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  1. #1
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    Jul 2009
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    Finished my tsunami pump ugrade for my '08 SUPRA Sunsport 22V. I wanted to post pictures of the project along with directions on how I did it. This system will eliminate the sprinkler valves, filter and RULE pump. The only thing I used left over from the stock system was the ball valve and intake grate. You will need to completely remove the entire stock manifold/sprinkler valves, cut the wiring, remove filter and RULE pump.

    First, I had to remove the intake grate from the boat and grind down the scupper. With this setup you will not be using sprinkler valves anymore and the tsunamis will not prevent water from entering into the bags while plaining the boat/driving. The vented loops are used to help alleviate the bags from filling.

    After you have grinded the scupper off the intake grate, re-install onto the boat by sealing with 3M Marine Silicon 4200. Make sure and remove it from the boat! dont try and grind it on the boat, I can gaurantee you will do damage to the bottom of your boat/gel coat! and wear eye protection and long sleeves when grinding. Brass slivers will be flying all over the place. I also chose to put duck tape around the intake grate before removing it, this helps with scratching and also makes it nice when you apply the silicone after re-installing without making a mess of everything.

    The manifold I used is 3/4" brass, I bought all the parts at Home Depot. I chose brass because it is strong for this applications, wont rust and a much better alternative than PVC. It is more expensive, but the last thing you want it have your manifold crack and start taking in water in the bilge area. You can see by the pictures it sits very low to the bottom of the boat. It was a tight fit, but my main concern was having it low to the bottom which I accomplished. You need to have the tsunami pumps close to the bottom of the boat because they are not self priming. They need to be below the water draft line on the outside of the boat to create pressure to force water into the pump. I had no priming issues at all, hit the fill switch and you are good to go. Unlike the stock RULE pump that will not prime at times unless you drive the boat, and even this method did not always work.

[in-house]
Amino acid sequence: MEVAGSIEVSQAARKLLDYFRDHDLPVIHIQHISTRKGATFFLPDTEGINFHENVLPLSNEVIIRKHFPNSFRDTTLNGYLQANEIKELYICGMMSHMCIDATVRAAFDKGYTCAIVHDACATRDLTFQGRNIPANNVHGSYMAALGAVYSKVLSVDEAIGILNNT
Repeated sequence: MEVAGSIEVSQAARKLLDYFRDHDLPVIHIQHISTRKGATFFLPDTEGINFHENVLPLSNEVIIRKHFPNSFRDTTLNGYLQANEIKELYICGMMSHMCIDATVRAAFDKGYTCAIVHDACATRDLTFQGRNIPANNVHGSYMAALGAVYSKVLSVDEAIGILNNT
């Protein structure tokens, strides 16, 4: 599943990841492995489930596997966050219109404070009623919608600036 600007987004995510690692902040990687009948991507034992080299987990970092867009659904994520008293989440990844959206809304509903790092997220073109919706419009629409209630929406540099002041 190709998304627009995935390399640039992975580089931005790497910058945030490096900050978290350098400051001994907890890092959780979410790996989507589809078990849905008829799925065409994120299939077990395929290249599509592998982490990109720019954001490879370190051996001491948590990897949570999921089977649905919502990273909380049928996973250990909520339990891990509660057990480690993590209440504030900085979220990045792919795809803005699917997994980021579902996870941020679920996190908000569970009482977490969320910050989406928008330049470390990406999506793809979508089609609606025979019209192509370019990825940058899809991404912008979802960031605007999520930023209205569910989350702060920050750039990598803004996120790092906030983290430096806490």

Once the manifold is put together and installed after the ball valve, you need to screw on the tsunami pumps. This is also a great time to extend the wiring on the pumps, it will make it much easier than waiting until they are mounted by the bottom of the boat. I would add about 1 ft of wire to each wire, this should be plenty to reach the wires from the sprinkler valves. Obviously everything that is threaded needs pipe dope or teflon tape wrapped around the threads to prevent leaking.